spotlight

Connie Sprauer

Spraer-Headshot-WPConnie Sprauer is senior vice president for legal affairs and general counsel for Exeter Health Resources, Inc., in Exeter, N.H. Her employer/client is an ‘integrated delivery system’ in the seacoast area of New Hampshire consisting of a full-service community hospital, a 150-provider multi-specialty group practice in 15 locations throughout the area, and a home care agency.

Connie has spent virtually her entire career directed towards the improvement of health care access and delivery. Prior to BC Law, she had developed and administered a number of comprehensive community-based and hospital-based health care facilities. Later, in practicing law, she represented hospitals, physicians, and other providers, assisting them to legally conduct their business in the heavily regulated and rapidly changing health care industry, and also taught college and graduate level courses in health law and medical ethics for health care administration students. In the last decade, Connie has come full circle from private practice back to the health care delivery environment, but with the additional knowledge base and skill sets gained from her legal training and practice. Connie says, “I am pleased that many of the values and innovative concepts I worked to promote during my career are now, or are becoming, mainstream.”

Connie was an active member of AirLifeLine, a nationwide organization of volunteer pilots who flew patients needing care to distant places. For years, Connie was a longtime board member, did their legal work, and was a volunteer pilot.

Connie was an active member of AirLifeLine, a nationwide organization of volunteer pilots who flew patients needing care to distant places. For years, Connie was a longtime board member, did their legal work, and was a volunteer pilot.

In her spare time, Connie enjoys piloting her plane. Connie’s avocation grew out of her time as a new lawyer. “While a junior associate doing long hours and some boring work, I was looking for fun and got my pilot’s license,” explains Connie. She bought a small airplane, which she still has, and uses it to visit distant family and friends, to conduct charitable flights, for short sightseeing hops and for vacations in the United States, the Bahamas, and eastern Canada. Being a private pilot can lead to adventures that are otherwise not very accessible, such as a memorable dog-sledding trip in a northern Ontario wilderness area. Connie recalls the “most fun” aviator experience was participating in an all-women, three-day, cross-country air race, f/k/a the “Powder Puff Derby.” There were 48 planes, each handicapped based on its own airspeeds, and each with two female co-pilots (the most experienced in her late 80s).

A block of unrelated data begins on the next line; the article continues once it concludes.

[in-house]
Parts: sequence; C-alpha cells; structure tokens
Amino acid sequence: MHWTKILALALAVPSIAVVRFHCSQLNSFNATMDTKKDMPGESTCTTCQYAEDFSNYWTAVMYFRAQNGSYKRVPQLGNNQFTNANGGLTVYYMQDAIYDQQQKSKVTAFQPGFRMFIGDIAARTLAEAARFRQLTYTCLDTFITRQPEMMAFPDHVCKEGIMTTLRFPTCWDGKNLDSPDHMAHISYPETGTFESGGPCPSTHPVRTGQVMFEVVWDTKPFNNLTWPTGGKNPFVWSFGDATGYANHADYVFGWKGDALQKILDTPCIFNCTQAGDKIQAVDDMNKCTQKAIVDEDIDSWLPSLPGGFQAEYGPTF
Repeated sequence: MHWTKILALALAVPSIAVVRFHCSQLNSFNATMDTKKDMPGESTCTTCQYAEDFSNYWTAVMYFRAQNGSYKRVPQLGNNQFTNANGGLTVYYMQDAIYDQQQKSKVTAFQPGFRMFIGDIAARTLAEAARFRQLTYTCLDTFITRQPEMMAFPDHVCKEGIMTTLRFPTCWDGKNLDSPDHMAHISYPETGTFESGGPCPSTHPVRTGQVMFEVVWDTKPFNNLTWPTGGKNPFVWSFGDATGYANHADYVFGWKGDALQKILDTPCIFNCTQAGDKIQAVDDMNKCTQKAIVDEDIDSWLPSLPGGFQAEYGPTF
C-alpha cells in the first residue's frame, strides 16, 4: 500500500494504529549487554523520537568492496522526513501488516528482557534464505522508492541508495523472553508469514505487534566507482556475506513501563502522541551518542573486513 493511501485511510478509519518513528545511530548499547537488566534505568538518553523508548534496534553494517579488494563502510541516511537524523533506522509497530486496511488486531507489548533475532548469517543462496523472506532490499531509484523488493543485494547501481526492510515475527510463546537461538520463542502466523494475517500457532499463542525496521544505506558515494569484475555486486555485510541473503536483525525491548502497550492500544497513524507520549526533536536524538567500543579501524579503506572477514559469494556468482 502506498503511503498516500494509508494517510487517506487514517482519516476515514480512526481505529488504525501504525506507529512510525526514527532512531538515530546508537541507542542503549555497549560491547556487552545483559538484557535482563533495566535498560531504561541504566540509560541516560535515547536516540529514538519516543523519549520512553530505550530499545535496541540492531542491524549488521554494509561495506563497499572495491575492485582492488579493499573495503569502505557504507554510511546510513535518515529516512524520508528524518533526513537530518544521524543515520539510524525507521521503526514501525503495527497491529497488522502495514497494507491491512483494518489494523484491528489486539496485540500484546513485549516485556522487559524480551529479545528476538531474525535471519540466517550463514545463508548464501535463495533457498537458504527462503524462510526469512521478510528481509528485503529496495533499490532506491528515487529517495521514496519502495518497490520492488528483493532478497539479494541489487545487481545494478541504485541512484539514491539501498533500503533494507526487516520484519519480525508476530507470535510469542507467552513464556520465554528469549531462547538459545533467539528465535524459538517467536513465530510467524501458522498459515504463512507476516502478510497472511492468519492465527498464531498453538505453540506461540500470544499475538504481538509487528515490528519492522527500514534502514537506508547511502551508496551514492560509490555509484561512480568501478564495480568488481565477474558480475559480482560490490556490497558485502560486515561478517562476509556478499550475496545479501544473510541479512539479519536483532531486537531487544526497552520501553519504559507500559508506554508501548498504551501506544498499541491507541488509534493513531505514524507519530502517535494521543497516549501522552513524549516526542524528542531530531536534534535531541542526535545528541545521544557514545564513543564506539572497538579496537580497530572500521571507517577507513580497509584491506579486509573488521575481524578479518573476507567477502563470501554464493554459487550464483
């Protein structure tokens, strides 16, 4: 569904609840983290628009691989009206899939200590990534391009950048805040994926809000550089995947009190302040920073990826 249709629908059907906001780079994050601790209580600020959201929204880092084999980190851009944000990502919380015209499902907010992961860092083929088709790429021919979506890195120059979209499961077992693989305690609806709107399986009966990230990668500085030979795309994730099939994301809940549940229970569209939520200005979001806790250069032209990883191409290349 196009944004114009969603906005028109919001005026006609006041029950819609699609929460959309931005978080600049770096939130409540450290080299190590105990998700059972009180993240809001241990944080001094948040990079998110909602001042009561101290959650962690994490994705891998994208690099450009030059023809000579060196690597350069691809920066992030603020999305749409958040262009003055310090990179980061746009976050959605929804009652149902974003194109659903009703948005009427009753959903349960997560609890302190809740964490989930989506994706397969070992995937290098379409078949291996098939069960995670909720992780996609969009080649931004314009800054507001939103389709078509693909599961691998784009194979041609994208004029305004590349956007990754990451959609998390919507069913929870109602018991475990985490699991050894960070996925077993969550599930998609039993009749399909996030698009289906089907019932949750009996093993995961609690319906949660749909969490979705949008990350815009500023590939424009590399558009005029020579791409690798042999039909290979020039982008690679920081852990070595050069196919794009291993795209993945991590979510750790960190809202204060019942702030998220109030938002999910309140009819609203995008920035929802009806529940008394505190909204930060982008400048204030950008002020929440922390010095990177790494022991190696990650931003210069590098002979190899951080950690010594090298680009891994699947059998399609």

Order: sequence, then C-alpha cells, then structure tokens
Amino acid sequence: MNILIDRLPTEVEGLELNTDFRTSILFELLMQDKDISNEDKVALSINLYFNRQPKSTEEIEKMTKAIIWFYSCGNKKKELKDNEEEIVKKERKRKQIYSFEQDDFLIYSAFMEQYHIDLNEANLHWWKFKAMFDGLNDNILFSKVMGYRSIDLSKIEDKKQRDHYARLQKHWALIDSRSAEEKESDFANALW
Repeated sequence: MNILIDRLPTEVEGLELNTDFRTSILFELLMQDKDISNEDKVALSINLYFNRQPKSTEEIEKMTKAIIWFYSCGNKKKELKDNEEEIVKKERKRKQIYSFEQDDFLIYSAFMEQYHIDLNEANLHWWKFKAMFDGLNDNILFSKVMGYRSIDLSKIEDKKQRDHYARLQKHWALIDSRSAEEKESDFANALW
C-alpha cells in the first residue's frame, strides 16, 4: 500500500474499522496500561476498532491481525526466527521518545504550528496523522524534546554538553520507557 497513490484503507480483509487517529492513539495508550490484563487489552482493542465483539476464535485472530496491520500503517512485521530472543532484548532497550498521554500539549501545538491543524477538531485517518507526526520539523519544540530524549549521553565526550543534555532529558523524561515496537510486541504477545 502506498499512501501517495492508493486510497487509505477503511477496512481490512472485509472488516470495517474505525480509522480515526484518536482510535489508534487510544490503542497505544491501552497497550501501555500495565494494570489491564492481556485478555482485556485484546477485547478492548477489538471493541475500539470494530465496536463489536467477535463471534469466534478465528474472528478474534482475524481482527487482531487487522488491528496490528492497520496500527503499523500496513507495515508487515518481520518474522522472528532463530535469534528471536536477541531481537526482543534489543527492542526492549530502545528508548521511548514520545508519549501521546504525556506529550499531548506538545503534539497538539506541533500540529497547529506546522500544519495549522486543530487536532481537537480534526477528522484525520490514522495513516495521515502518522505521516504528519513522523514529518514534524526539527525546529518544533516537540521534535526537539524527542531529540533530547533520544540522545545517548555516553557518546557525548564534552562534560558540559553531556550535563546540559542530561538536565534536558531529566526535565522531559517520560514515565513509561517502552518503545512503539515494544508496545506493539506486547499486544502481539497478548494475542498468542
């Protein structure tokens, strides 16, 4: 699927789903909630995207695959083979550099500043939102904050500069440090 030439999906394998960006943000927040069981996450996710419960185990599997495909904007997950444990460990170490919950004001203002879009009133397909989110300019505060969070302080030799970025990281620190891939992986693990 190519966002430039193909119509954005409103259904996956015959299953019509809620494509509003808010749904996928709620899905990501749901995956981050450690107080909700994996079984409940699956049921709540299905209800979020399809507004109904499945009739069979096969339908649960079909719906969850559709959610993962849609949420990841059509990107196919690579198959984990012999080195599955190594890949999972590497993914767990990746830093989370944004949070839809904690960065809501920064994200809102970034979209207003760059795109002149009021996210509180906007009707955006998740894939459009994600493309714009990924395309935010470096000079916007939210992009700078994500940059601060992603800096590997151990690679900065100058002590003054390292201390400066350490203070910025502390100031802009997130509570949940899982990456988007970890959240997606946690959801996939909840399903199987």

Connie describes her dog-sledding trip to northern Ontario: “Our trip was 25 miles out. We stayed overnight in a cabin with all 48 dogs clipped to a metal cable strung along the river outside, and then back the next day. During the overnight, eastern wolves came out of the woods on the other side of the river to check out our dog teams. The dogs woke us up with their howling, and the wolves just stared. We never would have guessed that 48 dogs could each have their own unique howling voice, but they did!”

Connie recalls, “Despite our landing first at the race terminus, our time placed us second to last in the race! We had added 22 minutes to our time when my co-pilot, who was navigating on that leg, got airsick from the North Carolina summer heat and wouldn’t or couldn’t focus out of the window to spot the next landing airport, which was on her side and partially hidden in a hazy mountain valley!”

Connie’s flying adventures have taken her to the back-country of Canada to enjoy dog-sled racing. Connie describes her dog-sledding trip to northern Ontario: “Our trip was 25 miles out. We stayed overnight in a cabin with all 48 dogs clipped to a metal cable strung along the river outside, and then back the next day. During the overnight, eastern wolves came out of the woods on the other side of the river to check out our dog teams. The dogs woke us up with their howling, and the wolves just stared. We never would have guessed that 48 dogs could each have their own unique howling voice, but they did!”

Connie is already registered for our reunion and looks forward to catching up with all of us there. Will she arrive by plane or sled? You will only know if you come too!

Return to Class of 1985 Newsletter >>